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Money. Happiness. Family. How do we define success?
It’s an emotional moment in life when something you wanted for so long comes to fruition.
Chris Foley can relate.
The diehard football fan has been trying to get a youth tackle football program going in Corner Brook for the past five years with little to show for his efforts other than a small group of people giving flag football a go.
That’s about to change now that there are 100 full sets of football equipment available for youth to embrace the tackle game in both Corner Brook and St. John’s.
“It’s hard to wipe the smile off my face right now, I’ll guarantee you that much,” Foley said Tuesday. “It’s a one-in-a-million chance of this happening and we’re thankful to have this equipment and everything we need. It’s basically a dream come true. It’s what I’ve been aiming for over the last five years and to have this kind of dropped in my lap is great.”
Dionne and Justin Winsor are the ones responsible for putting him in good spirits.
The Winsors, who moved to Corner Brook back in September, are the donors of the equipment.
The couple ran the Mavericks youth tackle football program in Napanee, Ont., for students in Grades 7-9 for five years before making the move to Corner Brook for work purposes.
“I love football and the atmosphere it brings, and it’s a great platform that every single child can participate in,” said Dionne, who pointed out that a team requires people of all different sizes and skill sets.
That opens the game to a wide range of children.
Dionne said the 12-14 age group is the most appropriate age group to be building a program around because it’s a perfect age for those who want to pursue the sport to learn it before it becomes competitive at the high school, college or university level.
She doesn’t have a problem with younger youth picking up the sport. She’s had several people ask why can’t younger ones get involved, but she believes it’s better for the younger ones to entertain the option of flag football. She believes sticking with the older age group makes it easier to control things from the safety side of it.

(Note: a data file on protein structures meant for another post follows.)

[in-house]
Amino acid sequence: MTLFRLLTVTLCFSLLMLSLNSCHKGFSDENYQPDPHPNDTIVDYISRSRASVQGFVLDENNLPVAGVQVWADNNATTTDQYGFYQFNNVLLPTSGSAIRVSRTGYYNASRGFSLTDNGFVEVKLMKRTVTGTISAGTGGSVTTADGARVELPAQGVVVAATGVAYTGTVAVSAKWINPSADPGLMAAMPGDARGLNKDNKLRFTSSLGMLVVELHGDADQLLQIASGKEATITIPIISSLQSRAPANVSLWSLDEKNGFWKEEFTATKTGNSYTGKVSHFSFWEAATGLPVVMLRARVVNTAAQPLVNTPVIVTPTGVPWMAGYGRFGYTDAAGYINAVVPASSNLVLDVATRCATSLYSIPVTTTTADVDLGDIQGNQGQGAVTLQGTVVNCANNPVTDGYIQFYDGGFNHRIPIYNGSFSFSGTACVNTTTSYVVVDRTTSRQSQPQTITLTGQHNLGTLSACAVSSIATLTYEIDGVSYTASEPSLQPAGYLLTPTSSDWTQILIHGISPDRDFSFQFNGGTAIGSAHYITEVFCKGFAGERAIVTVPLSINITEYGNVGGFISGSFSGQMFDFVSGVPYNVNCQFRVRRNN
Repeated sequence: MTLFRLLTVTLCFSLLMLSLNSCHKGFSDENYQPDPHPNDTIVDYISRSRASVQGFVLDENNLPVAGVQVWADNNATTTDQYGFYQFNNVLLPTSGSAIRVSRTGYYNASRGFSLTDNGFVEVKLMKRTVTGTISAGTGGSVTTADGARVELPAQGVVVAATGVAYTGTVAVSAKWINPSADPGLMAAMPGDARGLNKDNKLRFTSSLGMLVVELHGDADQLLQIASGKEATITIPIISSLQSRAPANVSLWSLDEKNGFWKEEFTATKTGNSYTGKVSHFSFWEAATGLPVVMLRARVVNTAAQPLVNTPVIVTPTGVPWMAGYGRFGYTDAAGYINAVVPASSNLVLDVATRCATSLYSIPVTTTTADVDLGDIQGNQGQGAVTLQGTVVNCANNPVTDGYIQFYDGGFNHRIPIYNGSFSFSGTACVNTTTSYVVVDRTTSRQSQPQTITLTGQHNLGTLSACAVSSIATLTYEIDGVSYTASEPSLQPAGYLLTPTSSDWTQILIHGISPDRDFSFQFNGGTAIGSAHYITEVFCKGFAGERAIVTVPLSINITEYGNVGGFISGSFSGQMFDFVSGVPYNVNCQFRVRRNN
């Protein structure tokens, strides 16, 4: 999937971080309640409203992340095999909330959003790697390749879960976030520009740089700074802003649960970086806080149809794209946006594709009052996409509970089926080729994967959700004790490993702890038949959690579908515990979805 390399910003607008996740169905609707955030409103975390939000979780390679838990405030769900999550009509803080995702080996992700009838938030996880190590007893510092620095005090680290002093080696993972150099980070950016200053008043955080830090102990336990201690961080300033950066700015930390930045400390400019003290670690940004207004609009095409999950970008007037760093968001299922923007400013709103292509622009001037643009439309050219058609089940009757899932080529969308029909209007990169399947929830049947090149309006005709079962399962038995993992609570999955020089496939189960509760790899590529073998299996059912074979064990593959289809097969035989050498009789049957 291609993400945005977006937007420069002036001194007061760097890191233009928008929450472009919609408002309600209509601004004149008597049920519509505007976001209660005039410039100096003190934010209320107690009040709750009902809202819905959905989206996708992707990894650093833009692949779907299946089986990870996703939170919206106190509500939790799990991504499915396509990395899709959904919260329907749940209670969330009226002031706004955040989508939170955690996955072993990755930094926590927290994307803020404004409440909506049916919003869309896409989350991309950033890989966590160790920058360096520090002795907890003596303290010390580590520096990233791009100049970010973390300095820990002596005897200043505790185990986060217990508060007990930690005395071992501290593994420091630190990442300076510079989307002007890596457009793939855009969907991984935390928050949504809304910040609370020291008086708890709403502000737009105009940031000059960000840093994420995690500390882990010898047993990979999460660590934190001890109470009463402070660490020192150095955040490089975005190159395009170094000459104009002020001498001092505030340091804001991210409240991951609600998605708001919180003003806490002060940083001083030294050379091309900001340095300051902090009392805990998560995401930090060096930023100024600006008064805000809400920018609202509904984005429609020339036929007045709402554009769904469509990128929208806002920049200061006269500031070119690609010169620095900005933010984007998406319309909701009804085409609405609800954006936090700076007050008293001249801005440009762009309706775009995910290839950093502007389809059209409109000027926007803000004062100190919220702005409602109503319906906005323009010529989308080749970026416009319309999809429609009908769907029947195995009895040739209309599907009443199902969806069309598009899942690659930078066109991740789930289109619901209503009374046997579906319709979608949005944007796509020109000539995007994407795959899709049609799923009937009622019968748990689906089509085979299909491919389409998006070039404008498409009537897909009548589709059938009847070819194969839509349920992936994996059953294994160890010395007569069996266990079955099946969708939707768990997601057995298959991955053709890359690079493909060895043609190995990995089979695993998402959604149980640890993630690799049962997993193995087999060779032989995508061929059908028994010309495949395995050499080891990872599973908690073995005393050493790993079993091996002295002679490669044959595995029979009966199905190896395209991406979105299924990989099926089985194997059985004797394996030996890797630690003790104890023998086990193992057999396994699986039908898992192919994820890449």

“My heart breaks for those kids,” she said of those too young to register this year. “And I just say one more year and they’re qualified, and they can join the program if they’re still interested.”
The plan is to form a 52-player roster for a tackle football team from Corner Brook to compete against St. John’s in the fall of the year.
Registration will be held in February and all participants will have to participate in an eight-week combine program that will teach the players about the safety risks, learn the rules and get a better sense of what the game entails from a physical and mental side.
Nobody gets to put on the equipment until organizers feel they are ready for it.
Formation of the 50-man roster will get underway when summer rolls around and then it’s the real deal with a rivalry between west and east getting started.
Foley is staying connected to the game, but he’s happy to let the Winsors lead the way with hopes of learning what it takes to run a successful youth tackle football program.
It’s been a long process for Foley.
He’s glad he never got off track, even when there were times it looked like nothing was going to materialize.